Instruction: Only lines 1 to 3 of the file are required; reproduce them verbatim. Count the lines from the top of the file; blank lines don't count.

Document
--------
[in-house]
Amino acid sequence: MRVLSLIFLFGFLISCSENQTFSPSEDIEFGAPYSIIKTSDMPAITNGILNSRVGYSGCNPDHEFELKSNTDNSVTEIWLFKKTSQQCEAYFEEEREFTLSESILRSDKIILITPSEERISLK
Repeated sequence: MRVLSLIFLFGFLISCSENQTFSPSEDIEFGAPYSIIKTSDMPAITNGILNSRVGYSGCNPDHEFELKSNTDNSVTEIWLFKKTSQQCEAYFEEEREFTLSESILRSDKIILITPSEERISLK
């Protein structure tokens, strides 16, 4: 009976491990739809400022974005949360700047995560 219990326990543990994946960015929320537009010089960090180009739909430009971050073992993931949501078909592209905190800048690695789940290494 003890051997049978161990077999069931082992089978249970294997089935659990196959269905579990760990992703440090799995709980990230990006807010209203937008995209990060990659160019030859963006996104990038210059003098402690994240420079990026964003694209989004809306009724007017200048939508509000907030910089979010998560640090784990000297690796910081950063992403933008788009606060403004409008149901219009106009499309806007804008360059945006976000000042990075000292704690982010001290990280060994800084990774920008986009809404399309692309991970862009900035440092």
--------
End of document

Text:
[in-house]
Amino acid sequence: MRVLSLIFLFGFLISCSENQTFSPSEDIEFGAPYSIIKTSDMPAITNGILNSRVGYSGCNPDHEFELKSNTDNSVTEIWLFKKTSQQCEAYFEEEREFTLSESILRSDKIILITPSEERISLK
Repeated sequence: MRVLSLIFLFGFLISCSENQTFSPSEDIEFGAPYSIIKTSDMPAITNGILNSRVGYSGCNPDHEFELKSNTDNSVTEIWLFKKTSQQCEAYFEEEREFTLSESILRSDKIILITPSEERISLK